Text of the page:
Sleepy Hollow Country Club is a historic country club in Scarborough-on-Hudson in Briarcliff Manor, New York. The club was founded in 1911, its clubhouse was known as Woodlea, a 140-room Vanderbilt mansion owned by Colonel Elliott Fitch Shepard and his wife Margaret Louisa Vanderbilt Shepard, it was built in 1892–95 at a cost of $2 million and was designed by the architectural firm McKim, Mead & White. Woodlea's exterior was designed in an Italian Renaissance Revival style, incorporating Beaux-Arts details; the building's facades are composed of buff-colored Italian brick. The south and west facades are symmetrical; the house's west facade is the longest and most ornate, has a view of the Hudson River from its west-facing windows and adjoining terrace. The main entrance is on the building's south, directly approached from the south drive; the interior has significant features, including marble fireplaces, coffered ceilings, extensive carved wood and plaster detail. The house has between 65,000 and 70,000 square feet of interior space, making it one of the largest owned houses in the United States.

The club has 338 acres and a 27-hole golf course with tree-limb footbridges. Facilities include the main clubhouse, a pool complex, ten Har-Tru tennis courts, four aluminum heated platform tennis courts, four squash courts, eighteen guest rooms and trap areas, a 45-horse boarding facility, twenty paddocks, a large indoor riding arena, pro shops for golf and paddle sports, a fitness complex, the golf course and practice range, outdoor riding rings, a carriage house. Youth activities include golf, tennis and riding; the clubhouse has three dining rooms, altogether the club can hold 400 guests. The club has 570 members, a staff consisting of 60 year-round employees and 200 during the height of the season; the stables have a tack room, fifty stalls, two indoor arenas, they host the Sleepy Hollow Stable and Riding Academy. The club's gross revenue is $12 million; the club property surrounds Saint Mary's Episcopal Church on three sides and slopes upwards east from U. S. Route 9; the clubhouse, open through every season of the year, sits on a wide central plateau.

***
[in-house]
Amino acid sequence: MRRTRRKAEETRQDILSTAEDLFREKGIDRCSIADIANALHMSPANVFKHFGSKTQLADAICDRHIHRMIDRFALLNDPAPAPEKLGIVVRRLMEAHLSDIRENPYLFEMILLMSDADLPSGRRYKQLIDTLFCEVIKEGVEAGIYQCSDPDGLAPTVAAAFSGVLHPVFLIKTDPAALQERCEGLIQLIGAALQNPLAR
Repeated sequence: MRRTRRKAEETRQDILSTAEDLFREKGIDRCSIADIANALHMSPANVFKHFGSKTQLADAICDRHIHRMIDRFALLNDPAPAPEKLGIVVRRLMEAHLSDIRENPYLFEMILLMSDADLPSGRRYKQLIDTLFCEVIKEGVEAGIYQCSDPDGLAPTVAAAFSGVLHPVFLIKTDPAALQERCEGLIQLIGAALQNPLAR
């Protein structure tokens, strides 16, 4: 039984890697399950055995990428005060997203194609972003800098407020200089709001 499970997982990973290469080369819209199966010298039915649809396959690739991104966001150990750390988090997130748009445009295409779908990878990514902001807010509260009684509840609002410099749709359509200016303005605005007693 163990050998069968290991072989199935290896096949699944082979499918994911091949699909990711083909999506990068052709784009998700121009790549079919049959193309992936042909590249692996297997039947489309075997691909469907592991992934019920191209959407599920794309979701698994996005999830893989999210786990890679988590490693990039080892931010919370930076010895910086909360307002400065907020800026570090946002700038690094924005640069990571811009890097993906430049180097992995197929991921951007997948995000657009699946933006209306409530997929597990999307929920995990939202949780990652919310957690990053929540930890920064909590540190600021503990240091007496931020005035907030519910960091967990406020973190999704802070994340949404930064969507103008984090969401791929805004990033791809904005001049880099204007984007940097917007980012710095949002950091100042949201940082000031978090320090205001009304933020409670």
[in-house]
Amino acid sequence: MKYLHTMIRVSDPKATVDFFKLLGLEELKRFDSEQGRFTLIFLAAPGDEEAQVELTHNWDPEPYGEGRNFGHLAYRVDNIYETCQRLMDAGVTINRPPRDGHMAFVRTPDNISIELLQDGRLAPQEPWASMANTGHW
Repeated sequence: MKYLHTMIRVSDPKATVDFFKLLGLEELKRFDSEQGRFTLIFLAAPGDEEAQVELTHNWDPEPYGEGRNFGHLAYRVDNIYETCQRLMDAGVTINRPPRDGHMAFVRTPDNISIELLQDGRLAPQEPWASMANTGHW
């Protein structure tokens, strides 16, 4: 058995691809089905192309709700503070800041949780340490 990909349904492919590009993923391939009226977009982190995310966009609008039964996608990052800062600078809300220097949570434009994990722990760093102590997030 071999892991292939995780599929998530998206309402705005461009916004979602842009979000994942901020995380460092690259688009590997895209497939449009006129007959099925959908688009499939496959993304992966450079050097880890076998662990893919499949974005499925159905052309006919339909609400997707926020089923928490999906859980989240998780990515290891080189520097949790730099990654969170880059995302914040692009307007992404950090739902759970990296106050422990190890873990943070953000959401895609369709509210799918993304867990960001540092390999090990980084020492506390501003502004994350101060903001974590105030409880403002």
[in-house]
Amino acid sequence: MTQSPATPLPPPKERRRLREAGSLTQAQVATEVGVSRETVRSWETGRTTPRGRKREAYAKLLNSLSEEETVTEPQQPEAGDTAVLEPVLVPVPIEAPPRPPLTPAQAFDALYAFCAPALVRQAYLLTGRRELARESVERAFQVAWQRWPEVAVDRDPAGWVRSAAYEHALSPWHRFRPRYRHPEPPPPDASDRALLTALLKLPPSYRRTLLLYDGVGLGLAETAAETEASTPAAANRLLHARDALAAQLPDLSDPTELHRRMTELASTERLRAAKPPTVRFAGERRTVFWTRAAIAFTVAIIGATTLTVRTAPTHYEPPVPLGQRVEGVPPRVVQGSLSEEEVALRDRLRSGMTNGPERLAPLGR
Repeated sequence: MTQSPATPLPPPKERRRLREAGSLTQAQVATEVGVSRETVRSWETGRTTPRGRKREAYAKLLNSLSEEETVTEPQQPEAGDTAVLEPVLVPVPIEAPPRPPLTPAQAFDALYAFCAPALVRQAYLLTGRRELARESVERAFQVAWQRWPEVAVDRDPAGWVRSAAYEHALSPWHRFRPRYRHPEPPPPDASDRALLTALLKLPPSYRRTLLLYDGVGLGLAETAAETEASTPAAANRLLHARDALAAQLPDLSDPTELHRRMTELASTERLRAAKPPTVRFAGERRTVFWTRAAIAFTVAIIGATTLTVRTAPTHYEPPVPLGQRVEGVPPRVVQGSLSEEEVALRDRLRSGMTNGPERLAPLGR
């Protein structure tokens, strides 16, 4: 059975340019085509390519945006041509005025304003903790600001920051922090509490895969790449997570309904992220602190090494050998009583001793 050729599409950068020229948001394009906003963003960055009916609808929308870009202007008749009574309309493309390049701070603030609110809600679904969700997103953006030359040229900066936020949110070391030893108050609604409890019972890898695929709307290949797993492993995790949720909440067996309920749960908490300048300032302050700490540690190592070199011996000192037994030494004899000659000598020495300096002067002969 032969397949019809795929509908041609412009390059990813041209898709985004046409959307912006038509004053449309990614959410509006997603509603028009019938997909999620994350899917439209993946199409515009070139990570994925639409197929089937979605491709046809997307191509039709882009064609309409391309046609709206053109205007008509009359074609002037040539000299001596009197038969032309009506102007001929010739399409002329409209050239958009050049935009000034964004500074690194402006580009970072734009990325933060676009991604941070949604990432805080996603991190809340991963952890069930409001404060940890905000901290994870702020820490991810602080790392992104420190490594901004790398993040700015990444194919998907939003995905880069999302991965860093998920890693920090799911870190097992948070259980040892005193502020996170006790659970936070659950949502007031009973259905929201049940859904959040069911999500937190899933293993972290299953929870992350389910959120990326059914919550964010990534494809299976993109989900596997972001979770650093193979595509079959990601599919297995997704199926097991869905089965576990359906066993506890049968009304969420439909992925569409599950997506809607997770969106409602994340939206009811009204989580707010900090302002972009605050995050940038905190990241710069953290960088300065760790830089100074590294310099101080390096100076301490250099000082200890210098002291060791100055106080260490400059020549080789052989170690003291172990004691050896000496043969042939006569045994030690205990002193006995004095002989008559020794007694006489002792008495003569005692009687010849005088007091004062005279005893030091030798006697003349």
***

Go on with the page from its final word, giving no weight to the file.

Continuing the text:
Notable early members included George G. Haven, V. Everit Macy, George W. Perkins, Moses Taylor, Oakleigh Thorne, Frank Vanderlip. Sleepy Hollow Country Club, founded in 1911, predates the 1996 renaming of the neighboring village of North Tarrytown to Sleepy Hollow; the club is named after its location in the river valley of the Pocantico River, a river, once called Slapershaven. Today, as a geographic term, "Sleepy Hollow" refers only to the incorporated village. Sleepy Hollow's clubhouse was once a private residence named Woodlea; the mansion retained the name of a former house of J. Butler Wright, who lived there and called it Woodlea. Wright's Victorian house, of painted brick with porches and a high tower on one end, was renamed the Villa; the current property was made up of various farms. Colonel Elliott Fitch Shepard came to the Briarcliff area in the early 1890s, having purchased the house and its 500-acre property, ordered construction of the existing house and improvements to the grounds.